January 12, 2019 10:09 AM NPT
(left)An iceberg seen in Antartica in this recent photo. ( right) Former Joint Secretary of Nepal Dr Badri Pokharel with the national flag in Antartica. Photos: Dr Badri Pokharel
KATHMANDU, Jan 12: Antarctica grabbed his attention one fine day when he was surfing the Internet a year ago. How many Nepalis might have visited this mesmerizing continent, wondered Dr Badri Pokharel. Google search revealed that only three Nepali nationals had been to the coldest continent on earth by then.
The idea that only three Nepalis, and that too while they were serving in the Indian Army had visited Antarctica, made Pokharel more curious. He wanted to pack his bags right away to see the ice caps he had seen in the web pages first hand. But ‘good things take time’, he said.
Within a year, Pokharel realized his dream to get there. This December, he spent 11 days in the continent.
“There is no comparison. It gives you that level of surreal experience. That takes you to a different zone and gives you a lasting impression,” he said.
It takes 40 hours of flight from Kathmandu to Antarctica and a few kilometers of journey in the sea, according to Pokharel.
“From Kathmandu, it takes 22 hours of flight to reach the USA first. And then, you reach Argentina in the next flight, en route to Ushuaia city from where you board a ship. You sail across the Pacific Ocean and then the Atlantic Ocean before finally arriving at Antarctic,” Pokharel narrates.
Pokharel said he couldn’t take his eyes off the water either. “Water, water and water all over. That was simply incredible.”
The water did not make any noise. It was all quiet, though the ship and the activities inside could sometimes ‘disturb’ you.
“It was the deepest level of tranquility, a lifetime experience. But inside the ship, of course, normal routines follow,” he stated.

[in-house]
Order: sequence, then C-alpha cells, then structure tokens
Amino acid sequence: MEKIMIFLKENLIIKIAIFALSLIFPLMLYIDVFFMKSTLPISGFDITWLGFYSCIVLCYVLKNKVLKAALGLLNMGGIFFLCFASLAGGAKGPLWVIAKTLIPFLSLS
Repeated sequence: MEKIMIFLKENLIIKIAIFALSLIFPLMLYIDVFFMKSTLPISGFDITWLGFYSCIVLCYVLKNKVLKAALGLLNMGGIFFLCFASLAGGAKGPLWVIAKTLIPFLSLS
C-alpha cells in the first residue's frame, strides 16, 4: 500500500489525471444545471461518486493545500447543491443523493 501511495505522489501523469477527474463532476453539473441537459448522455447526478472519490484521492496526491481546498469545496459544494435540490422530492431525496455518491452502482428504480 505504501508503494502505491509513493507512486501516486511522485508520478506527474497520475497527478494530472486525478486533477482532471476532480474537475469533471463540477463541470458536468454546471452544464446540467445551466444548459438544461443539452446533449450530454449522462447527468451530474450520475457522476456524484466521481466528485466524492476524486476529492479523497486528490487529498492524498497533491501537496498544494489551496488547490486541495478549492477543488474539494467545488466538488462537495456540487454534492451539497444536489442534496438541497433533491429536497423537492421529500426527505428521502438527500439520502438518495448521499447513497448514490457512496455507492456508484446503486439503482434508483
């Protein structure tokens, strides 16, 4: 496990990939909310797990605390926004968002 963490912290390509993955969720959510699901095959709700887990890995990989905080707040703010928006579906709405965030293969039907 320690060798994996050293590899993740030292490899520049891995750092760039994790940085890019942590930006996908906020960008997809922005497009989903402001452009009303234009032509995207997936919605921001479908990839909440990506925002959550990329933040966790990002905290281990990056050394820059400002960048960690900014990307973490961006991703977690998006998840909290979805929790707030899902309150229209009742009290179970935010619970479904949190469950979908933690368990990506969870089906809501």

In the ship, there were 200 passengers and 125 staff. “Life on the water was interesting.”
What is the most interesting thing about Antartica is that the continent is not governed by any particular government but by a treaty.
“Whales jump before you. And similarly, there are penguins.”
The Antarctic treaty was signed in Washington by twelve countries way back in 1959. On 1 December 1959, the countries had agreed to keep the zone clean and unharmed. By now, a total of 53 countries have already been a party to the treaty.
Nepal’s Himalayas danced in the eyes of Pokharel when the ice caps in Antarctica captivated him.
Pokharel recalled his visit to Man Sarover, another wonder of the world, where he had been to over 15 years ago, saying it had nothing much in common with Antartica, yet, both were greatly rewarding.
“I have been to several countries for either work or personal interest. But Antarctica has remained the most special of all,” he said. “If you ask me about our Man Sarovar trip, that’s no less mesmerizing, but we cannot compare the two,” he added.
It costs around Rs 1 million for a Nepali national to travel all the way up to Antarctica and back home. This covers travel and other charges.
“I think it takes around US $ 10,000 for one person. If you are planning for a family visit, of course, the cost rises,” he informed.